Policymakers said to be underestimating urban poverty
Governments and aid agencies fail to tackle urban poverty because they fail to understand it, according to a new book that paints the most detailed picture to date of how a billion-plus poor people live in towns and cities worldwide.
Urban Poverty in the Global South: Scale and Nature — published on Wednesday — draws on more than 20 years of research.
It shows how policymakers and development organisations underestimate urban poverty – and why this could lead to poor policies that fail to address injustice and inequality.
The book also challenges the idea that economic growth alone could eliminate that poverty, as many successful economies show little sign of decreasing poverty in their urban centres.
Professor Diana Mitlin, economist and social development specialist of the International Institute for Environment and Development and the University of Manchester and co-author of the book says “If we want to build a better world we have to understand better what the urban poor experience.”
“We have to understand what it means to have little income and face income, spatial, social and political inequalities. Only then can governments, development agencies and community organisations work with the urban poor to improve their options.”
The book says one in seven people worldwide live in poverty in urban areas, and most of these live in the global South – mostly in overcrowded informal settlements that lack adequate water, sanitation, security, health care and schools.
People there endure poor living and working conditions, low incomes and inadequate diets, which all add to large health burdens or premature death.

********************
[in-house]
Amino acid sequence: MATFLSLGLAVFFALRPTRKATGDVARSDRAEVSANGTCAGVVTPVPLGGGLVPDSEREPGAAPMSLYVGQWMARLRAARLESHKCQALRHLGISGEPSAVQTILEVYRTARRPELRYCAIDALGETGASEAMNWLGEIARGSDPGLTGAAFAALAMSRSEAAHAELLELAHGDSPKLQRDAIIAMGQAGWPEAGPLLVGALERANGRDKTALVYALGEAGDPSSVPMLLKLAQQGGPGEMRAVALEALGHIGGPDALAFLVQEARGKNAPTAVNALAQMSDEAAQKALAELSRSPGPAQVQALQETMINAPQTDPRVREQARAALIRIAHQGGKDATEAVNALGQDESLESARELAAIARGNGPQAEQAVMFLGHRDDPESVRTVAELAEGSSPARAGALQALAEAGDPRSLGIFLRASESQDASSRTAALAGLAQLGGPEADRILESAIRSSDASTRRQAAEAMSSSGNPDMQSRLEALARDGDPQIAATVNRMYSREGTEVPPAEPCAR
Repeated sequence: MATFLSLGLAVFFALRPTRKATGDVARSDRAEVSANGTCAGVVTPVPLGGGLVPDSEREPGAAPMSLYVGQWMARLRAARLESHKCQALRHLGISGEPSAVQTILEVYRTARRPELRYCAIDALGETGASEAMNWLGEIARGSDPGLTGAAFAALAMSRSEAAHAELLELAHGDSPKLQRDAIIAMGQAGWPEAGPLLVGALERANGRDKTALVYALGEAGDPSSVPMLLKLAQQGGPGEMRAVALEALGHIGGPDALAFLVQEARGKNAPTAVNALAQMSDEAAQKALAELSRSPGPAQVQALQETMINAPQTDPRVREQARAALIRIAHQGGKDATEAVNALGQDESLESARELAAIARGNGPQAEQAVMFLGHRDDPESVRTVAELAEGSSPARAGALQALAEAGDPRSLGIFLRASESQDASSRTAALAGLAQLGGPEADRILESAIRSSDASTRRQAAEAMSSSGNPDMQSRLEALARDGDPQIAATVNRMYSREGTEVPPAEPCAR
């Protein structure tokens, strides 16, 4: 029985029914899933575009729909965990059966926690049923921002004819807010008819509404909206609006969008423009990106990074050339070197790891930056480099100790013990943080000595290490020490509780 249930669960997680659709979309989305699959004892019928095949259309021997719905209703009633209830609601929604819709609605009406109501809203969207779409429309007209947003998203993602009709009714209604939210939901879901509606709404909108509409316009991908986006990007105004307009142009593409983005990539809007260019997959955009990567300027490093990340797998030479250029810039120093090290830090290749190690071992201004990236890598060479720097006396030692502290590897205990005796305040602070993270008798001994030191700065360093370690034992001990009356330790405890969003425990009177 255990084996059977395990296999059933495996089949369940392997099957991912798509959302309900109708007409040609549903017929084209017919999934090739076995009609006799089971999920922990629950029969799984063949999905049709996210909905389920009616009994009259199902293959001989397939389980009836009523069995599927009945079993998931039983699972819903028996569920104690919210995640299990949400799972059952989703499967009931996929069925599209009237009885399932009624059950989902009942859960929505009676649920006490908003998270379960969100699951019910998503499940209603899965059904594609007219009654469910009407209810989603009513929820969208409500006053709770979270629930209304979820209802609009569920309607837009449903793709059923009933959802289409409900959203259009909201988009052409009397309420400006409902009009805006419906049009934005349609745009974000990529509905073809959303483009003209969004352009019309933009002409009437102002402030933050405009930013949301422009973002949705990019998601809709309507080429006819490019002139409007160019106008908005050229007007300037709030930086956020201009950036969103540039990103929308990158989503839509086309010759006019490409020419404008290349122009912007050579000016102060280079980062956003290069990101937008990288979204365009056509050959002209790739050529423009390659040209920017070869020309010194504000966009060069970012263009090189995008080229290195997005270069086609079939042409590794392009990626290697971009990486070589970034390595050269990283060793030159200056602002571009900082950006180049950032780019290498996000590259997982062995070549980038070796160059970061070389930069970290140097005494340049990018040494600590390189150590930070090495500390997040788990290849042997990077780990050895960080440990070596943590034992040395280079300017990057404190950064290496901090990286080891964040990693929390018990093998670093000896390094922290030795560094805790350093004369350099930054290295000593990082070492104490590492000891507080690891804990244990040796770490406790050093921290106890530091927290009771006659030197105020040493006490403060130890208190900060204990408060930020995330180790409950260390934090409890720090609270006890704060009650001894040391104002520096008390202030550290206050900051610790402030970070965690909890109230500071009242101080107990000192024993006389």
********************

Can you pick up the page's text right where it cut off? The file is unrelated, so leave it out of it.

On top of these problems, the urban poor have little voice and few means to influence the policies and pressures that work against their interests.
The book says governments and aid agencies often fail to understand and provide for the urban poor because of the way they define and measure poverty, using systems based on the ‘$1 per day poverty line’.
This greatly understates the scale and depth of urban poverty because in so many cities, non-food needs such as accommodation, water and access to toilets, schools and employment cost much more than a dollar a day.
“The fates of the billion-plus people who live in poverty in towns and cities worldwide will have a major impact on human development,” says co-author David Satterthwaite, a senior fellow at the IIED and editor ofinternational journal Environment and Urbanization.
“But until decision-makers better understand how and why urban poverty exists, their actions will only ensure that it persists.”
David Piachaud, Professor of Social Policy, London School of Economics says “The book moves the discussion of the multiple dimensions of poverty out of the realm of theory and academic discourse, where the bulk of the literature has been concentrated, and shows how the recognition of multiple disadvantages can reframe and energize pro-poor policies and programmes.
He said the authors offered “detailed, specific insights grounded in long experience with the urban poor of Africa, Asia, and Latin America.